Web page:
“It was a place for unknown bands to play without having to worry about filling the space. It was a place to play that was fun. You could have a fundraiser there and raise money, you could try out new material.”
Think of it as a snapshot of what Sunday-Thursday has in store for you between now and the spring solstice on March 20, a time period that may later be referred to as “The Great Melt.”
“It’s one thing to have poetry events in Cambridge, but there is really no accessible slam on this side of the river in Boston,” says slammaster Janae Johnson. “One of our main goals is to have an accessible venue where poets can express themselves in a safe space free of racism, homophobia, transphobia, sexism, et cetera.”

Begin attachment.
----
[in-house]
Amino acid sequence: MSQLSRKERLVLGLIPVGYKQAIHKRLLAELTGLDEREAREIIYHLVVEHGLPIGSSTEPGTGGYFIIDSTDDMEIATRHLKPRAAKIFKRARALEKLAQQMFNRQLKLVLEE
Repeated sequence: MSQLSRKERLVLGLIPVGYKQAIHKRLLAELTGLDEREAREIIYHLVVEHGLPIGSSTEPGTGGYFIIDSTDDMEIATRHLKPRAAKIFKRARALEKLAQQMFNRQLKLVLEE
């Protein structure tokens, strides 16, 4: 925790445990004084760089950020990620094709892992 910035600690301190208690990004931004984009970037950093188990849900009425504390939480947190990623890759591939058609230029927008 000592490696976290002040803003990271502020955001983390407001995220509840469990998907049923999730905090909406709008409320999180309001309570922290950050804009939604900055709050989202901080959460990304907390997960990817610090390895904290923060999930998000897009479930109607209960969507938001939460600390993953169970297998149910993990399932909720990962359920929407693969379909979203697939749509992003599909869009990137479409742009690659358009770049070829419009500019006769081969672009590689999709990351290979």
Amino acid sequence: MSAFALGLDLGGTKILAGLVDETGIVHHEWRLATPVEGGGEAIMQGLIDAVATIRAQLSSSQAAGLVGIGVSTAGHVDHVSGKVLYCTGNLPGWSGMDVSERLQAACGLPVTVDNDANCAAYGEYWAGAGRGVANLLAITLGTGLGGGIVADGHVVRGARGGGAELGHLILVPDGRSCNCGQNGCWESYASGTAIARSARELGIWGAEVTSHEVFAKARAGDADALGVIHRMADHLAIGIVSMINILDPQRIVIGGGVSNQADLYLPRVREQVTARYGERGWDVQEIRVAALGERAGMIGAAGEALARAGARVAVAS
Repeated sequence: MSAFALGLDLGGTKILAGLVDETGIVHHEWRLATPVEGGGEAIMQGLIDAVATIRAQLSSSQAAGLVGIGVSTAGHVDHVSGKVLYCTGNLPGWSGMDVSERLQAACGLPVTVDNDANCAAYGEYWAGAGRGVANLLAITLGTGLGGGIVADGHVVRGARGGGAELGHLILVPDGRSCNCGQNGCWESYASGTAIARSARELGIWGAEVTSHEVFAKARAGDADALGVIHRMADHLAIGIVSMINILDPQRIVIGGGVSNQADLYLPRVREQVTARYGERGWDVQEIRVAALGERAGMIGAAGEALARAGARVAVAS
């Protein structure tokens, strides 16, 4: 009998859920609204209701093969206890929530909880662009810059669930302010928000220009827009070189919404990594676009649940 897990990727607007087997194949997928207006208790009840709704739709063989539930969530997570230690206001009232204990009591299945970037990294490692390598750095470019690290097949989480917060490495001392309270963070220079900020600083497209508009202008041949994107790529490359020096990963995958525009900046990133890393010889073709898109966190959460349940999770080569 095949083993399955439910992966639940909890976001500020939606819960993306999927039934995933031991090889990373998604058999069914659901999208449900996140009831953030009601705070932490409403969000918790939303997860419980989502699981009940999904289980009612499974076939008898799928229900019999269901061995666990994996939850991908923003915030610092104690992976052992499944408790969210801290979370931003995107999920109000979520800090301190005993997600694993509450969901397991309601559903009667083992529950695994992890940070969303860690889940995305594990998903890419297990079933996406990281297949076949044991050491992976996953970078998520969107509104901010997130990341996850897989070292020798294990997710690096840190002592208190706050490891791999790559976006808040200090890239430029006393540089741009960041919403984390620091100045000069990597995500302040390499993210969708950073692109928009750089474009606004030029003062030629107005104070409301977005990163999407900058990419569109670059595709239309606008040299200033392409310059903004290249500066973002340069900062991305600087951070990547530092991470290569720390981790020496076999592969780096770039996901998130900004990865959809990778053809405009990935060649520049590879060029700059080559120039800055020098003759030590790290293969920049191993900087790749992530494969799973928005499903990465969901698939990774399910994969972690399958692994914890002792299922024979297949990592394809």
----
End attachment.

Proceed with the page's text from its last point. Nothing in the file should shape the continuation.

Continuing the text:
If you're a student who blew through your semester’s savings by the end of September, someone who hands over each paycheck directly to their landlord, or someone busy working to find work, sneezing next to one of greater Boston's many arts institutions can feel like an overdraft threat to your bank account. That should’t be the case, and in many instances, it’s not.
“I believe that this is something that’s really going to take off and become another staple in the community, just like Bluegrass night at the Cantab."